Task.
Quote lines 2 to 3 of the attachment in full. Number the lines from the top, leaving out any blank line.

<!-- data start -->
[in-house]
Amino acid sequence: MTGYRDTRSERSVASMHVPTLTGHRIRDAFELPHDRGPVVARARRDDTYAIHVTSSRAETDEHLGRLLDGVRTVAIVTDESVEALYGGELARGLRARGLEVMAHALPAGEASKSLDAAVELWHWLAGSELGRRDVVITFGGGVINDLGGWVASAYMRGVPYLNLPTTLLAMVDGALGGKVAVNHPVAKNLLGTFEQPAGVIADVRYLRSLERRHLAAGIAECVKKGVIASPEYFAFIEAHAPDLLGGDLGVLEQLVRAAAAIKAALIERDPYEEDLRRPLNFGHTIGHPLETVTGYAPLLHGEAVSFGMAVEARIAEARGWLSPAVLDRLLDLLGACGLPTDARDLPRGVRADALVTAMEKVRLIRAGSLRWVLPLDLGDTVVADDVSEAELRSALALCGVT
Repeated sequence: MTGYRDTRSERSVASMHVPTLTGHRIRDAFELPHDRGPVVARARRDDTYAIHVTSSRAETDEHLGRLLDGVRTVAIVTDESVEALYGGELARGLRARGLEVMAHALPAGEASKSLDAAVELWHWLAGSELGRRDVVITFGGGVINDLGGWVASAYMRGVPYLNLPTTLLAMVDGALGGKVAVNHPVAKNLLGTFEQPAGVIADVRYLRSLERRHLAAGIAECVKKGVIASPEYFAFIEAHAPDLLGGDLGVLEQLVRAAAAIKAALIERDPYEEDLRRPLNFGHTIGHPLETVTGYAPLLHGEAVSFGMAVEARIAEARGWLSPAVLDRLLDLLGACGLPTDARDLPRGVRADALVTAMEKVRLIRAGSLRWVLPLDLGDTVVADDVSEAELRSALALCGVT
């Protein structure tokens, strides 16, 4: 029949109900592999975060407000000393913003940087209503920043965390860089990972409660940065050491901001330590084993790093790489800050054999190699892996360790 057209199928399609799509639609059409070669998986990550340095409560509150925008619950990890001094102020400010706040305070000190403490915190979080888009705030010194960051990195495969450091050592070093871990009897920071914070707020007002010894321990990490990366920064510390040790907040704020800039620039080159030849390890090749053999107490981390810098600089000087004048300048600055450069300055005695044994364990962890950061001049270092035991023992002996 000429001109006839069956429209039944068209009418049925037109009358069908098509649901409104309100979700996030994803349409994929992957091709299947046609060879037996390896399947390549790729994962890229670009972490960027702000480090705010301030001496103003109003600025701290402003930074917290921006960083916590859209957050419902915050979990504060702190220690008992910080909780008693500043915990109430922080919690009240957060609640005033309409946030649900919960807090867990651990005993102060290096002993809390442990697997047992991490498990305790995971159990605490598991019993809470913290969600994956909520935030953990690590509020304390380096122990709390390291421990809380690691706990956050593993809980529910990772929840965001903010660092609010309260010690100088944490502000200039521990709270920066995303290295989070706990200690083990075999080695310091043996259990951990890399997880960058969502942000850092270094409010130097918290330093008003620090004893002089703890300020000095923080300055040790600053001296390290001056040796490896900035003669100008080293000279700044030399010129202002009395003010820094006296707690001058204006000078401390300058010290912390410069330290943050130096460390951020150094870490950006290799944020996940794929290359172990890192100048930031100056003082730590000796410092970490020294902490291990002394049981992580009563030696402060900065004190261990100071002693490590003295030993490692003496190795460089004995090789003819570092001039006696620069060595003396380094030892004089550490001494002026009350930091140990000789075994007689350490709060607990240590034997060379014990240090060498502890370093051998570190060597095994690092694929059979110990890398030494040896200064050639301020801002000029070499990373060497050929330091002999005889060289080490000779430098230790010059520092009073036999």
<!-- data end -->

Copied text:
Amino acid sequence: MTGYRDTRSERSVASMHVPTLTGHRIRDAFELPHDRGPVVARARRDDTYAIHVTSSRAETDEHLGRLLDGVRTVAIVTDESVEALYGGELARGLRARGLEVMAHALPAGEASKSLDAAVELWHWLAGSELGRRDVVITFGGGVINDLGGWVASAYMRGVPYLNLPTTLLAMVDGALGGKVAVNHPVAKNLLGTFEQPAGVIADVRYLRSLERRHLAAGIAECVKKGVIASPEYFAFIEAHAPDLLGGDLGVLEQLVRAAAAIKAALIERDPYEEDLRRPLNFGHTIGHPLETVTGYAPLLHGEAVSFGMAVEARIAEARGWLSPAVLDRLLDLLGACGLPTDARDLPRGVRADALVTAMEKVRLIRAGSLRWVLPLDLGDTVVADDVSEAELRSALALCGVT
Repeated sequence: MTGYRDTRSERSVASMHVPTLTGHRIRDAFELPHDRGPVVARARRDDTYAIHVTSSRAETDEHLGRLLDGVRTVAIVTDESVEALYGGELARGLRARGLEVMAHALPAGEASKSLDAAVELWHWLAGSELGRRDVVITFGGGVINDLGGWVASAYMRGVPYLNLPTTLLAMVDGALGGKVAVNHPVAKNLLGTFEQPAGVIADVRYLRSLERRHLAAGIAECVKKGVIASPEYFAFIEAHAPDLLGGDLGVLEQLVRAAAAIKAALIERDPYEEDLRRPLNFGHTIGHPLETVTGYAPLLHGEAVSFGMAVEARIAEARGWLSPAVLDRLLDLLGACGLPTDARDLPRGVRADALVTAMEKVRLIRAGSLRWVLPLDLGDTVVADDVSEAELRSALALCGVT